After months of ad-hoc homeschooling, you're probably eager for ways kids can get in some learning this summer—preferably without you as the "teacher." Content that strengthens kids' grasp of core subject areas like math, science, language arts, and social studies—that also engages their minds in ways they wouldn't necessarily get in class—are ideal for slower-paced days. For this, we love things like podcasts and apps that require little more than figuring out what your kid likes to do and wants to learn—and then leaving them alone to do just that. This week, you'll find podcasts for summer learning to add to our steadily growing list of podcast recommendations, plus apps that act like tutors for math and science concepts, and books about racism and social justice to add to your kids' summer education exploits.
Senior parenting editor, mom of one
Which podcasts can I download for summer learning?
Summer slide is no joke, and for many kids, school closures due to the coronavirus pandemic have made those slides verrrrrrrry slippery. If you want to keep your kid learning this summer in a fun way, or you're simply looking for a kid-approved way to keep them busy for half an hour, try podcasts. From science shows that answer kids' real questions to storytime podcasts to help them work on reading comprehension, there is so much to learn from audio series that kids can listen to solo or enjoy with family just like an old-timey radio show.
While you will need a mobile device, smart speaker, or computer, podcasts offer a welcome respite from screens. And if you plan ahead, you don't even need to be connected to Wi-Fi to listen. Some of the podcasts we recommend, such as Brains On, encourage kids to do simple real-time projects and experiments to enrich learning. Others, like Stuff You Missed in History Class and the 1619 Project, teach kids about important events and issues from U.S. history, using stories to rivet their attention. Whether your family is new to podcasts or you're adding to your download queue, you'll find something to keep kids of all ages listening and learning through the summer—and beyond. Read more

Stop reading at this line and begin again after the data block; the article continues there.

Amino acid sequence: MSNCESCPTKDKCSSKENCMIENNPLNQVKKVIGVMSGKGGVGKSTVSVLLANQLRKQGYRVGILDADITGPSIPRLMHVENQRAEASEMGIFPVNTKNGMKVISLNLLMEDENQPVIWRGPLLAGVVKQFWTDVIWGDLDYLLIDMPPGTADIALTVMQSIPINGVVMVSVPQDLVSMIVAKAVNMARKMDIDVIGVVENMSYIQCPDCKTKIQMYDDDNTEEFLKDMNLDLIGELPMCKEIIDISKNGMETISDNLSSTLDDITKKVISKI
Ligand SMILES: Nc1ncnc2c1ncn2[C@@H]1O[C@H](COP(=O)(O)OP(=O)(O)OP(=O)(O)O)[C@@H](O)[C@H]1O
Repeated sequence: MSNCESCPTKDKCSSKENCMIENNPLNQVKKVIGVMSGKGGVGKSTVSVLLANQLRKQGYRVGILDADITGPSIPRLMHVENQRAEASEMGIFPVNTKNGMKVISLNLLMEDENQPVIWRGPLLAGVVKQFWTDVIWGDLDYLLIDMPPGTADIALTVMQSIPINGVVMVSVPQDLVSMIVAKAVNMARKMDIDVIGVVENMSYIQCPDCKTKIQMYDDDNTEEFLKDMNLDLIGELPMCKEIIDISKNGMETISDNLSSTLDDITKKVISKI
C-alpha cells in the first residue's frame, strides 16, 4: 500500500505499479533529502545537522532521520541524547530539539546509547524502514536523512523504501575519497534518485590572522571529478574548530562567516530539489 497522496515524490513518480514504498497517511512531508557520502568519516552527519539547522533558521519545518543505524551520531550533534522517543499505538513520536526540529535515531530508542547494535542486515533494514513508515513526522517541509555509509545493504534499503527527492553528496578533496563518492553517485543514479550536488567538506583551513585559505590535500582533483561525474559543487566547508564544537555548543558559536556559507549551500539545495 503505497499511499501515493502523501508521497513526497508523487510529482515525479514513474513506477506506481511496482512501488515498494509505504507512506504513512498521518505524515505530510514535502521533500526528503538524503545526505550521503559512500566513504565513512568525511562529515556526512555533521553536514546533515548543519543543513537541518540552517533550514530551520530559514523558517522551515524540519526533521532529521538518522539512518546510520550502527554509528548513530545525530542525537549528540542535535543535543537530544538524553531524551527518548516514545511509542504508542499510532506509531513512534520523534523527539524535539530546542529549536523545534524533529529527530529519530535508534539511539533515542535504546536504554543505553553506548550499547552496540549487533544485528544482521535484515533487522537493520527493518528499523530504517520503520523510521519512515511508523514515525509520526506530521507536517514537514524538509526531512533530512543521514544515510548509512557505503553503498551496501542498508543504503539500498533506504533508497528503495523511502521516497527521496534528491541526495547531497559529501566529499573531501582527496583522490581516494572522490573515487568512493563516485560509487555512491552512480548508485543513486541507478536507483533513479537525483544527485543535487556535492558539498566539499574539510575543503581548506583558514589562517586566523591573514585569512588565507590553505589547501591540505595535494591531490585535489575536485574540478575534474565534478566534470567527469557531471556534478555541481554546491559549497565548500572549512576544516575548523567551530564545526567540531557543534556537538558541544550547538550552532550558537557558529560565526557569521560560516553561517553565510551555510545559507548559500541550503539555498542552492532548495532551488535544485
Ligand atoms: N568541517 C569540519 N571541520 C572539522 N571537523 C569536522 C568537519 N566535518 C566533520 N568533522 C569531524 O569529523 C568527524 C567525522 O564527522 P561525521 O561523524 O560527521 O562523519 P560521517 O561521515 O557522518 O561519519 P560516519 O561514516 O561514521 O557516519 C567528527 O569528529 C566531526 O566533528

Are there apps that can keep kids learning over the summer?
If you're making your kids study over the summer (or you have a miraculously self-directed learner), you may want to hook them up with some tutoring help, in the form of an app. Tutoring apps all work a bit differently—and many cost money—so it's a good idea to familiarize yourself with a few options to determine what'll work best for your situation. Some of the tools we recommend—for example, MathPapa—offer tutorials on various concepts kids can watch, read, or print. Some—like Chegg Math Solver and Socratic by Google—offer step-by-step solutions for those elusive equations. But you do have to be careful, because some of these apps literally give kids the answers and could lead to cheating—so you'll need to keep an eye on those if you decide to use them. If your kid needs a live tutor, you can find that, too, with apps like Course Hero and Yup Math Tutoring, where kids can connect with a real human being who will talk through the problems. Read more